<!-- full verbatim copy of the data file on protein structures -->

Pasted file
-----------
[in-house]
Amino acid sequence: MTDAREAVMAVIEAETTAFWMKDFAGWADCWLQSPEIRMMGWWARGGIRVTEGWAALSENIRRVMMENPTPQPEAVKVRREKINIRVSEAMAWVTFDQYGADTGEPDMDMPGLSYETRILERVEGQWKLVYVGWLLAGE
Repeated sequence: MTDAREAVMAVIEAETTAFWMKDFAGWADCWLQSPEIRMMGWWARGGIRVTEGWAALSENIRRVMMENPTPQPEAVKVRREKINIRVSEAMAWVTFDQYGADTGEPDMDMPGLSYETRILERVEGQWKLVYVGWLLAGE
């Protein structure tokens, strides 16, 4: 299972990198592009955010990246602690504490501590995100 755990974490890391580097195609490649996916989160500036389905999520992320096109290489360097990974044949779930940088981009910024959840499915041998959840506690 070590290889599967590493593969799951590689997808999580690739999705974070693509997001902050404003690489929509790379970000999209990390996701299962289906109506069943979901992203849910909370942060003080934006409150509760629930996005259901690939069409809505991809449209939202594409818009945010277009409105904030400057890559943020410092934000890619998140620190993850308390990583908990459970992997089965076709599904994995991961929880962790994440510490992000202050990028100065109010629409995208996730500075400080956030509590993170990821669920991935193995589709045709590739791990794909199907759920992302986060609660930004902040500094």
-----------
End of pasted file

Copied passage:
[in-house]
Amino acid sequence: MTDAREAVMAVIEAETTAFWMKDFAGWADCWLQSPEIRMMGWWARGGIRVTEGWAALSENIRRVMMENPTPQPEAVKVRREKINIRVSEAMAWVTFDQYGADTGEPDMDMPGLSYETRILERVEGQWKLVYVGWLLAGE
Repeated sequence: MTDAREAVMAVIEAETTAFWMKDFAGWADCWLQSPEIRMMGWWARGGIRVTEGWAALSENIRRVMMENPTPQPEAVKVRREKINIRVSEAMAWVTFDQYGADTGEPDMDMPGLSYETRILERVEGQWKLVYVGWLLAGE
């Protein structure tokens, strides 16, 4: 299972990198592009955010990246602690504490501590995100 755990974490890391580097195609490649996916989160500036389905999520992320096109290489360097990974044949779930940088981009910024959840499915041998959840506690 070590290889599967590493593969799951590689997808999580690739999705974070693509997001902050404003690489929509790379970000999209990390996701299962289906109506069943979901992203849910909370942060003080934006409150509760629930996005259901690939069409809505991809449209939202594409818009945010277009409105904030400057890559943020410092934000890619998140620190993850308390990583908990459970992997089965076709599904994995991961929880962790994440510490992000202050990028100065109010629409995208996730500075400080956030509590993170990821669920991935193995589709045709590739791990794909199907759920992302986060609660930004902040500094």